|2012 ALPSP Awards winners|
Making change happen
References to what publishers might do to ride the crest of the wave of change have been scattered throughout the conference, so there is no lack of ideas. Indeed, as Stephen Pinfield noted in the final panel discussion, there is more experimentation now than ever before with technologies, services and business models, as publishers are overcoming their fears of the uncertainties change brings with it. Anita de Waard put it this way:
- Experiment all over the place.
- Support scientists working at the forefront of information handling and networking.
- Join fora where scientists, publishers and librarians cooperate.
- Form partnerships and alliances where you cannot manage on your own.
But don’t expect your cherished organizational structures to survive the change process. All publishing roles will have to adapt. Close interaction with your customers and users may be hindered by the still prevalent functional set-up of many organizations. Skills – technological, analytical, social – will need to be reinforced. IT professionals will have to become more business aware and outward facing, and the concept of the IT department may disappear. All this requires complete reorientation of organizations.
“Work on your business as well as in your business.” Arend Welmers
Lost? Help is at hand from company doctor Arend Welmers of Quantum90 who gave the second keynote presentation with some simple messages:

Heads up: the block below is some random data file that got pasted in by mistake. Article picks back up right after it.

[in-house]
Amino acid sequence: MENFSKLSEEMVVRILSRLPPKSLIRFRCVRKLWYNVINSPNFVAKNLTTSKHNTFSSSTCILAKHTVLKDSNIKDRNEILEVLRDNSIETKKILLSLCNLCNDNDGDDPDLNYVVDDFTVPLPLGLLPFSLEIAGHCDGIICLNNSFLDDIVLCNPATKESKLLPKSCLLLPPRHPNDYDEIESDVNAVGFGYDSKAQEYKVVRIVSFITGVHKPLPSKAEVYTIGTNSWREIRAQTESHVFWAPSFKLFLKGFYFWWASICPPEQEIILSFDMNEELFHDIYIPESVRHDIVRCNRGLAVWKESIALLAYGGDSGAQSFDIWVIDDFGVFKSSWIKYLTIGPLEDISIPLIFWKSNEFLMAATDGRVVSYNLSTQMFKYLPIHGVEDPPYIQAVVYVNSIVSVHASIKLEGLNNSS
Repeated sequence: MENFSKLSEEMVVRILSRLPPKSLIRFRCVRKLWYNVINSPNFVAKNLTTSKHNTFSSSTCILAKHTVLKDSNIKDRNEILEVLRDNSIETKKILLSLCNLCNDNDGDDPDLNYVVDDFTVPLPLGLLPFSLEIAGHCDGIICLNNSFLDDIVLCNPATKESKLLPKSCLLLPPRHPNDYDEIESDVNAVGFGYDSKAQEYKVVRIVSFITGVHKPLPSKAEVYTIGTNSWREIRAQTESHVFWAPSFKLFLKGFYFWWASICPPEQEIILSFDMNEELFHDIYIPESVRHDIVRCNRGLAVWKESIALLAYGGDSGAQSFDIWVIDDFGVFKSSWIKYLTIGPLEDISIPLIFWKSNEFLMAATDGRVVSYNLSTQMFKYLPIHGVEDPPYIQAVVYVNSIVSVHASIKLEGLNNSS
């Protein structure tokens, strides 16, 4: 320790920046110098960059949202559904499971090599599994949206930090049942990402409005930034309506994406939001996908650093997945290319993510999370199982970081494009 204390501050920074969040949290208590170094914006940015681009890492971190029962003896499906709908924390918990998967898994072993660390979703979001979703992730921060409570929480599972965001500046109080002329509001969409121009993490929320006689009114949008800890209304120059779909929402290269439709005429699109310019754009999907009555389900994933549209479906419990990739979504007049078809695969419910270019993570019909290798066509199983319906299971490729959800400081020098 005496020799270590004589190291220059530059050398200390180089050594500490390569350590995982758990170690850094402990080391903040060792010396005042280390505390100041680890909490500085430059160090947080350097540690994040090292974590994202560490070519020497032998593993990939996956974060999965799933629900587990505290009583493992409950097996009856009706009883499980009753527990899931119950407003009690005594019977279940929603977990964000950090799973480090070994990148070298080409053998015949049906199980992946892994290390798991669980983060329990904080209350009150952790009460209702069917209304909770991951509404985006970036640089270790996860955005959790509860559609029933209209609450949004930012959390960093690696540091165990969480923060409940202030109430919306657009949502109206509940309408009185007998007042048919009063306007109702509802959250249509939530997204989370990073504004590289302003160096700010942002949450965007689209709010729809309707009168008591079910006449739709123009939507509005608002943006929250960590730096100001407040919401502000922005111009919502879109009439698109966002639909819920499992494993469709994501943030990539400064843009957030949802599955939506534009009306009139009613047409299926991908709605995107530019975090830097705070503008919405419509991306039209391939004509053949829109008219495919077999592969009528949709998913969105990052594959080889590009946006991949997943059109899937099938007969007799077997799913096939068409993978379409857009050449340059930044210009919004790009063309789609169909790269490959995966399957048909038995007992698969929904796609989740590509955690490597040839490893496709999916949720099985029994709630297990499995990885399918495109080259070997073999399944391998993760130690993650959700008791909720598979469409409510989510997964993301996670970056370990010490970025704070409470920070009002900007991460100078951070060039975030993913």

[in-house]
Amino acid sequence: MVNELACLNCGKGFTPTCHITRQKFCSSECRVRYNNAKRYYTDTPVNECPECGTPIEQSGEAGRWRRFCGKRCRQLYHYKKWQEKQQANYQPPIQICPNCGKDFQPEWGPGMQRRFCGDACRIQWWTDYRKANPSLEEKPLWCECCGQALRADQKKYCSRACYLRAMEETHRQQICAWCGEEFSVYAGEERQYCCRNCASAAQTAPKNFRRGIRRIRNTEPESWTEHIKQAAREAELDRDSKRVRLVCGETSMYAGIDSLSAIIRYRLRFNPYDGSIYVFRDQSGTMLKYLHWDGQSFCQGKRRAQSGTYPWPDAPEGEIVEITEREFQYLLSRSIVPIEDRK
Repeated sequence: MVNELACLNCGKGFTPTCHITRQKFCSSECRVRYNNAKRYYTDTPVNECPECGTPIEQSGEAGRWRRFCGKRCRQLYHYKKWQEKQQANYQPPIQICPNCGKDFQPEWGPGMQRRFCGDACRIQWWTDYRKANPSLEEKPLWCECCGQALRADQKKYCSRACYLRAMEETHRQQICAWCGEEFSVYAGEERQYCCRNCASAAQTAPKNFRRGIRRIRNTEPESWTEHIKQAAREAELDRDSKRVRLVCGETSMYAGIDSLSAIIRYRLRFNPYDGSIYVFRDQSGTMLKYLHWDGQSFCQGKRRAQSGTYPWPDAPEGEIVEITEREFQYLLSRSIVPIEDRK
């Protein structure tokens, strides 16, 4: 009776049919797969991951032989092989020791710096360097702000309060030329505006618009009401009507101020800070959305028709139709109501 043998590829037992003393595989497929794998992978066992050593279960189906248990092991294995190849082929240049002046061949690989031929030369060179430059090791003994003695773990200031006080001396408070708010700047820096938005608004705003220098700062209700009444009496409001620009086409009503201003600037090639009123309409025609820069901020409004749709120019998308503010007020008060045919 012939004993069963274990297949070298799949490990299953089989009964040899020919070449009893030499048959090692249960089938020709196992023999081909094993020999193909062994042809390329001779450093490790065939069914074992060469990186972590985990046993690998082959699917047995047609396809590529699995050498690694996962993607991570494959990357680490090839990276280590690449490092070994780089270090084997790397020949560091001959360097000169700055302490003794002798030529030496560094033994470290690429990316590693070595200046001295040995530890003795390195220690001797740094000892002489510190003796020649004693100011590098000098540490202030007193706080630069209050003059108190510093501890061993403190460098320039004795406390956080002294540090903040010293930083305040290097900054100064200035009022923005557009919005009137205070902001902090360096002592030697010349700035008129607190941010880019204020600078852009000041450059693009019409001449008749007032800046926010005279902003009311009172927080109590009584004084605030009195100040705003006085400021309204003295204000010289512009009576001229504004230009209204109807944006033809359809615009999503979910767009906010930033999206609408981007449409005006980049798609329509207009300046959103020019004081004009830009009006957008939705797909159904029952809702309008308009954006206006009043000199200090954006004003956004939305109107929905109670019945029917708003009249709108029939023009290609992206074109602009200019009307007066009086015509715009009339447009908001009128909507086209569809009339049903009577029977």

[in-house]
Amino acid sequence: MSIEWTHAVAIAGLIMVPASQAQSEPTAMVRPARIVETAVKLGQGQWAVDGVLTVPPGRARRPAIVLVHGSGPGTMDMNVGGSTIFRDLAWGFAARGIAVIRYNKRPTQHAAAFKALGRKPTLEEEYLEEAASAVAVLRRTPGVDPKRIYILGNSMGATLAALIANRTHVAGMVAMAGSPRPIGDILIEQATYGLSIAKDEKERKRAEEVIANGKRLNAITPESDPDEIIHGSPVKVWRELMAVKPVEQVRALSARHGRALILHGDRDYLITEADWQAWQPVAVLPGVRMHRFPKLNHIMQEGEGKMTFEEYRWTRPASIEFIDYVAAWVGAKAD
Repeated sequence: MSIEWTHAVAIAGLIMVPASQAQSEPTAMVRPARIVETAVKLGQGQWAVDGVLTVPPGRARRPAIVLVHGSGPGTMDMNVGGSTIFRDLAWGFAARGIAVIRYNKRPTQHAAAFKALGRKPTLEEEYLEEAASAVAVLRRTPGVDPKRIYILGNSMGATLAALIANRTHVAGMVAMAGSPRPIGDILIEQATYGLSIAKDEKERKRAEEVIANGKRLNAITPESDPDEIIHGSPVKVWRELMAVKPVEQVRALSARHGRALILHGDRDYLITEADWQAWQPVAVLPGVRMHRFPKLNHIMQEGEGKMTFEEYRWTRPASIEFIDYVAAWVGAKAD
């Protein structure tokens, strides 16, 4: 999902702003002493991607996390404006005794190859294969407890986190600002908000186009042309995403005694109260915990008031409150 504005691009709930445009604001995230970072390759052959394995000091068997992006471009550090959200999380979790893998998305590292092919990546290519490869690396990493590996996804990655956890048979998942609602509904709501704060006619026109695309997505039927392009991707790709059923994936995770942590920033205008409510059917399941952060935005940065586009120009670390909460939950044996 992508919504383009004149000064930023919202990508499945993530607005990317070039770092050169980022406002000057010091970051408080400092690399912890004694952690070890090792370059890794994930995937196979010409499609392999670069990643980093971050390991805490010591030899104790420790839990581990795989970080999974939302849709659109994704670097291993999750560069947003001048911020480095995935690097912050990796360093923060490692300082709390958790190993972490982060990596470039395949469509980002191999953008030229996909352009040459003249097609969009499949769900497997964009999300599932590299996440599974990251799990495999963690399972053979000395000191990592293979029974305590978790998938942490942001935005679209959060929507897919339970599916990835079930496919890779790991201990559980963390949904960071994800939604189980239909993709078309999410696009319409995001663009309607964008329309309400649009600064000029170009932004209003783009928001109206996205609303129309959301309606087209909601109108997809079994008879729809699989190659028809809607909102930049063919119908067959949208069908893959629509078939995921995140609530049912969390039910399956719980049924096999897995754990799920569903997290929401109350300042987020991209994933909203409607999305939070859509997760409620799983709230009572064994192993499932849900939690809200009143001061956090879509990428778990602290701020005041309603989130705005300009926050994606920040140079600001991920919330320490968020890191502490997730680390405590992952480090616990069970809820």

- A common disease in organizations is functional thinking. Your role in your organization is not your job title.
- The job you may not be doing is helping your company to progress and make more money. You are hired to make the company successful.
- All organizations, whether for profit or not, are competing in a marketplace.
- ‘Employee engagement’ is just consultants’ eyewash. Employees must learn to behave as if they own their company and are individually responsible for making it succeed.
Arend is a challenging and enthusiastic speaker, so much so that he was able to devote less time than he would have liked to his case study, the Springfield Remanufacturing Corporation, where the crux of his message is. In discussion it emerged that he had been working with the American Institute of Physics for a couple of years, and that might have been a better case study for this conference. The testimonial from Fred Dylla, CEO of American Institute of Physics, was complimentary!
The winners of the ALPSP awards are given on the ALPSP website, but it is worth noting that the ALPSP Award for Contribution to Scholarly Publishing 2012 went not to an individual but to an organization, CrossRef, with the following citation (abbreviated):
“The Council of ALPSP was delighted to make this award to CrossRef, the independent not-for-profit organization set up and run by publishers to facilitate the linking between scholarly publications using the Digital Object Identifier. Launched in 2000, this system grew rapidly to hold 3 million DOIs in just a year and now holds metadata for 55.5 million conference proceeding articles, book chapters and journal articles right back to the first articles published in Philosophical Transactions in 1665. With over 4,000 participating publishers, CrossRef’s reach is international and it is very well regarded not just amongst publishers, but also the literary community and researchers.”
This happily reinforces one of the conference messages, that unity is strength and collaboration helps overcome weaknesses.
Kurt Paulus, 2012
Booking for the 2013 conference is open.